Quick Hits: secularism, liturgy, and belief
By Thomas V. Mirus ( bio - articles - email ) | Oct 06, 2016 | In Quick Hits
The influential Catholic philosopher Charles Taylor suggested that living in a secular age means not so much that people are less religious but that even for those who consider themselves religious, truth itself seems unstable, uncertain, up for grabs. James K. A. Smith, another philosopher who wants to make Taylor’s thought more widely accessible to the average reader, was recently interviewed on The Art of Manliness Podcast.
Smith discusses how the advent of the secular age, spurred by the Protestant Reformation, and the modern sense of the self makes it difficult for religion to penetrate our lives more than superficially. He diagnoses problems such as the “commodification of Jesus” and the turning of liturgy into a consumer product designed for a thin modern understanding of human nature: “Churches have bought into the idea that humans are brains on a stick with emotional bellies.”
Smith, who has also written a book on the influence of liturgies in our daily lives, emphasizes that we need to present ancient liturgy in the midst of a post-modern world rather than mundanizing it to fit the post-modern understanding of man. It is in fact the strangeness of liturgy, he says, that makes it continually relevant. He would probably agree that an essential requirement for liturgy to be true to itself is to recover the role of silence, and to that end, Catholic World Report has just published a beautiful and profound interview with Cardinal Robert Sarah on “‘The Strength of Silence’ and the Dictatorship of Noise”. This is not a partisan interview; though Sarah is an advocate of some specific reforms, he says:
I refuse to waste our time contrasting one liturgy with another, or the rite of Saint Pius V to that of Blessed Paul VI. It is a matter of entering into the great silence of the liturgy. ... Without a contemplative spirit, the liturgy will remain an occasion for hateful divisions and ideological clashes, for the public humiliation of the weak by those who claim to hold some authority, whereas it ought to be the place of our unity and our communion in the Lord.
My favorite of Cdl. Sarah’s insights is one which I believe applies as much to human relationships as to man’s relationship with God: “Silence teaches us a major rule of the spiritual life: familiarity does not foster intimacy; on the contrary, a proper distance is a condition for communion.”
If secularism makes all truth claims, especially religious ones, seem uncertain, it also leads people to believe that religious beliefs are independent of morality. The inability of secularists to understand religious belief, and their attempt to define it ever more narrowly, is rarely more apparent than in the huge blind spot of the West towards Islamic extremism. Yet Shadi Hamid, himself a Muslim, argues that for good or ill, “Islam is, in fact, distinctive in how it relates to politics.” Interviewed by Slate on the topic of Islamic exceptionalism, Hamid offers the refreshing viewpoint that “I don’t think religions can be anything we want them to be”:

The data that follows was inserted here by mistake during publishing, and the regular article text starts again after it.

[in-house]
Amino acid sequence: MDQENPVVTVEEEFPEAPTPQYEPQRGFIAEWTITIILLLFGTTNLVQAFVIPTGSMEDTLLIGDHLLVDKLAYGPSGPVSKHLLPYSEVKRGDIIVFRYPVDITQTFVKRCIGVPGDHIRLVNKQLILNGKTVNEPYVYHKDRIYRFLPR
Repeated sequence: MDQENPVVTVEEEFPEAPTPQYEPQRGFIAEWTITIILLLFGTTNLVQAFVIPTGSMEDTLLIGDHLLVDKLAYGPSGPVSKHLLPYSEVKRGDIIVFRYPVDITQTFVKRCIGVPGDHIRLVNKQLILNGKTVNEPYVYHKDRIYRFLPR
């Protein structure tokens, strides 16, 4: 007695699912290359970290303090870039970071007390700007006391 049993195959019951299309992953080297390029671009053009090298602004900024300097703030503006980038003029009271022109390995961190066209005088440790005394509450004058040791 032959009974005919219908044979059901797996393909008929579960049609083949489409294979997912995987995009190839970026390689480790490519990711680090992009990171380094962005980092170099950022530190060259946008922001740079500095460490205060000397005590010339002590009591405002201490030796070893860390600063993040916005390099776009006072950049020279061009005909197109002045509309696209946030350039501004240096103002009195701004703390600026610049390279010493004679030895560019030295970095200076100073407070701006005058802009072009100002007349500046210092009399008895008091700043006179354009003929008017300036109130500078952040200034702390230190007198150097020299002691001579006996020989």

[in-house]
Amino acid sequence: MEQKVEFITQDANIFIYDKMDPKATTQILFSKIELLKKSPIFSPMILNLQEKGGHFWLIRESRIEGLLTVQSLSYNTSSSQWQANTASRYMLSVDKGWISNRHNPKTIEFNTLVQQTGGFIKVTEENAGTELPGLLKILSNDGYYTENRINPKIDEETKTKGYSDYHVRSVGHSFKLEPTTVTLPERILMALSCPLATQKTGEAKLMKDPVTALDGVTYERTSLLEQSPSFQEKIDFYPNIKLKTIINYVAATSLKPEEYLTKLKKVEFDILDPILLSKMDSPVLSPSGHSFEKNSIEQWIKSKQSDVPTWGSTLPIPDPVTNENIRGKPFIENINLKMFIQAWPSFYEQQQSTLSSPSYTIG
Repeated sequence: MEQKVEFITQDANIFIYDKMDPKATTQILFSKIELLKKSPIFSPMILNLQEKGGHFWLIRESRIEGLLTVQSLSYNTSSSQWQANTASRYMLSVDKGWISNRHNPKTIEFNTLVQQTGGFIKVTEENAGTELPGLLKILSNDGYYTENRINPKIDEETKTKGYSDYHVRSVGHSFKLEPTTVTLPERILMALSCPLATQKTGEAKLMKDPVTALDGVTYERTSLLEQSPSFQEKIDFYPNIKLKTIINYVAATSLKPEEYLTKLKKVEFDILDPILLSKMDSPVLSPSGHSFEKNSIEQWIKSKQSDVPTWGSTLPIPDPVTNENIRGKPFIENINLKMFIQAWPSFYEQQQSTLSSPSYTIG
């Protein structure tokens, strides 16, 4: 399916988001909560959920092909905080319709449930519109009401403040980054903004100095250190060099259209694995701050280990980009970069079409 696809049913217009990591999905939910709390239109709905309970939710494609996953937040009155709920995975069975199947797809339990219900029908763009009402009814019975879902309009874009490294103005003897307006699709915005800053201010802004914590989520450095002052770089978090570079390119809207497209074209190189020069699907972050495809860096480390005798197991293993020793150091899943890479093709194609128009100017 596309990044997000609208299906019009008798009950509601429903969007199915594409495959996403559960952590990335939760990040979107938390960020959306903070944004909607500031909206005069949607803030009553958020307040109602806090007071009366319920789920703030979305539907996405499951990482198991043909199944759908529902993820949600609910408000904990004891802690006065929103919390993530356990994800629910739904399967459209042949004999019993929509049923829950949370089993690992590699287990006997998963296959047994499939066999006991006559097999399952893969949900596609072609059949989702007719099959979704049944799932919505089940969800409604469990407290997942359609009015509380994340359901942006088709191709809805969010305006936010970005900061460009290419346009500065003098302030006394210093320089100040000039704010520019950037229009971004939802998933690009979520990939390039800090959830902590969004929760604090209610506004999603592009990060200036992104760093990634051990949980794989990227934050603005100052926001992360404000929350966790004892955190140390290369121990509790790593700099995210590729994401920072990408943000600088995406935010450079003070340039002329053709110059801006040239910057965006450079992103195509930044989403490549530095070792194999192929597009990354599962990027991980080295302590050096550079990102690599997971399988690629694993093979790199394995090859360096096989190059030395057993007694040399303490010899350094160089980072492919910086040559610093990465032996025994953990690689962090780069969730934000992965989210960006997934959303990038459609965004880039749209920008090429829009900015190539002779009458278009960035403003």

I don’t think it’s helpful to maintain this fiction that ISIS has nothing to do with religion or nothing to do with Islam. It’s so obvious to any ordinary American who’s watching TV that religion plays some role. If we’re telling them, “Hey, actually religion has nothing to do with this,” people aren’t going to take us seriously because it’s obviously not true. … It should go without saying, and I always have to offer this disclaimer, that the overwhelming majority of Muslims oppose ISIS. Polling is quite clear on this. That doesn’t mean that people in ISIS don’t believe what they’re doing is commanded by God. This idea that we’re always assuming people couldn’t possibly believe what they say they believe—I think that’s endemic in the way we talk about religion in the United States. It’s a problem that Obama has. Obama can’t take ISIS seriously. He refuses to take ISIS seriously as something beyond just a bunch of thugs and fanatics, as he said. We can’t take them seriously as an enemy if we just dismiss them as being a bunch of thugs. I’ll say, as an American Muslim: There’s no doubt it’s a perverted version of Islam. That doesn’t mean they don’t believe it.
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